In resolution 1973, adopted on 17 March 2011, the Security Council demanded an immediate ceasefire in Libya, including an end to ongoing attacks against civilians, which it said might constitute “crimes against humanity.” The Council authorised the Member States to take “all necessary measures” to protect civilians under threat of attack in the country while excluding a foreign occupation force of any form on any part of Libyan territory. A few days later, acting on the resolution, NATO planes started striking at Qadhafi’s forces.

In response to the escalating, post-election violence against the population of Côte d’Ivoire in late 2010 and early 2011, the UN Security Council, on 30 March 2011, unanimously adopted resolution 1975 condemning the gross human rights violations committed by supporters of both ex-President Laurent Gbagbo and President Ouattara. The resolution cited “the primary responsibility of each State to protect civilians,” called for the immediate transfer of power to President Ouattara, the victor in the elections, and reaffirmed that the UN Operation in Côte d’Ivoire (UNOCI) could use “all necessary means to protect life and property.” In an effort to protect the people of Côte d’Ivoire from further atrocities, UNOCI on 4 April 2011 began a military operation, and President Gbagbo’s hold on power ended on 11 April when he was arrested by President Ouattara’s forces. In November 2011, President Gbagbo was transferred to the International Criminal Court to face charges of crimes against humanity as an “indirect co-perpetrator” of murder, rape, persecution and other inhumane acts. On 26 July 2012, the Council adopted resolution 2062 renewing the mandate of UNOCI until 31 July 2013.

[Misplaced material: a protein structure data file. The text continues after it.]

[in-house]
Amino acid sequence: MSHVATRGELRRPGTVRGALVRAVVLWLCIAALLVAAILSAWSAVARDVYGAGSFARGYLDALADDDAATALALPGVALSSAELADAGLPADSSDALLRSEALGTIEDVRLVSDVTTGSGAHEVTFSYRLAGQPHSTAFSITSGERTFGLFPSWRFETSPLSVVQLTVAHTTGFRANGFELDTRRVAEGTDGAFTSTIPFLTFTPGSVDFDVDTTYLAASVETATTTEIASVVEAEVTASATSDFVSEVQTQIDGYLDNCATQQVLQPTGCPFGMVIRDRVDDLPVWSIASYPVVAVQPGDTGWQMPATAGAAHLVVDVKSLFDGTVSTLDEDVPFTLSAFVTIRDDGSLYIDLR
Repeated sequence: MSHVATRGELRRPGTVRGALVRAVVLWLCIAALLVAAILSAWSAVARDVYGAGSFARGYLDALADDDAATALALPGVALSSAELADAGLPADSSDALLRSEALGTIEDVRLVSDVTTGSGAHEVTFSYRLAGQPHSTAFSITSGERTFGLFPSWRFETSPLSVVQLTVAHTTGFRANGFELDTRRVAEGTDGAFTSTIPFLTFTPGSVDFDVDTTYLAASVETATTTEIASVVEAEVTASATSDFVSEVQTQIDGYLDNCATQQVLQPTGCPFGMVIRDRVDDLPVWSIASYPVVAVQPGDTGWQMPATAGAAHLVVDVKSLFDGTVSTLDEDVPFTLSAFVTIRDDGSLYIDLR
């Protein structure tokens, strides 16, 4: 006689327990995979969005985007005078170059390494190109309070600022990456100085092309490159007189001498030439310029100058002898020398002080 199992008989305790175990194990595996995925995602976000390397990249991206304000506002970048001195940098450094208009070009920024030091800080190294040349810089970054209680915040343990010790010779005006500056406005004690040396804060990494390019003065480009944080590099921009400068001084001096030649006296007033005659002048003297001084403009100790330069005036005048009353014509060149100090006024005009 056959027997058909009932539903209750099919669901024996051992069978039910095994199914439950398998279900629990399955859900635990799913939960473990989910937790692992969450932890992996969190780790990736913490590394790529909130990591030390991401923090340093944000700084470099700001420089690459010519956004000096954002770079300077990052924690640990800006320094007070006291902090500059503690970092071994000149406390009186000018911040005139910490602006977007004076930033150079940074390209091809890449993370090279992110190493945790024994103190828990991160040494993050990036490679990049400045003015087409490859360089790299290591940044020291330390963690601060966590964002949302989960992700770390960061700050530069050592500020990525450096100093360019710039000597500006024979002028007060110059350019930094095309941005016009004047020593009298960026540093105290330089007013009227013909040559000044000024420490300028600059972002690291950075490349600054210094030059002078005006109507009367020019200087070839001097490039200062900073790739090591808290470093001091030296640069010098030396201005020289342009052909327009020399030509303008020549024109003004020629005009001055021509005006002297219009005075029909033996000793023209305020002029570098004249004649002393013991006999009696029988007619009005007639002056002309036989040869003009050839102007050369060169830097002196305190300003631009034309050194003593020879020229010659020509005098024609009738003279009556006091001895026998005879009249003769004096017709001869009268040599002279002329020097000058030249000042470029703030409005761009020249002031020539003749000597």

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South Sudan (2011)

On 8 July 2011, the Security Council, in resolution 1996, established a UN peacekeeping mission in South Sudan (UNMISS), to — among other things — advise and assist the government in fulfilling its responsibility to protect civilians. South Sudan officially became an independent country on 9 July 2011, the climax of a process made possible by a 2005 peace deal that ended a long civil war. In December 2013, fighting between pro- and anti-Government forces began, causing the displacement of approximately 706,000 people, 77,000 of whom sought refuge at UNMISS bases. In February 2014, the Security Council reiterated its steadfast support for UNMISS and its vital mission on behalf of the international community to protect civilians in South Sudan, including foreign nationals, as well as conduct human rights monitoring and investigations, and facilitate assistance to populations in need.

Yemen (2011)

On 21 October 2011, resolution 2014 condemned human rights violations by the Yemeni authorities and encouraged an inclusive Yemeni-led political process of transition of power, including the holding of early Presidential elections. This resolution explicitly recalled the Yemeni Government’s “primary responsibility to protect its population.”


Why is Syria case not giving serious attention by the International community and the security council of the United Nations?  We should use today’s International Day of Reflection on the Genocide in Rwanda to come to the aid of the Syrians.

Blame shouldn’t be apportioned only to those who carried out or choreographed the killings just the Assad government is being figured in the current killings in Syria. Other actors are also to blame, including institutional agents.The multiple failures of the UN to prevent or mitigate the genocide in Rwanda are acknowledged in its 1999 report which followed an independent inquiry. Inaction when the UN had a capacity to act, and could have averted great harm, is inexcusable.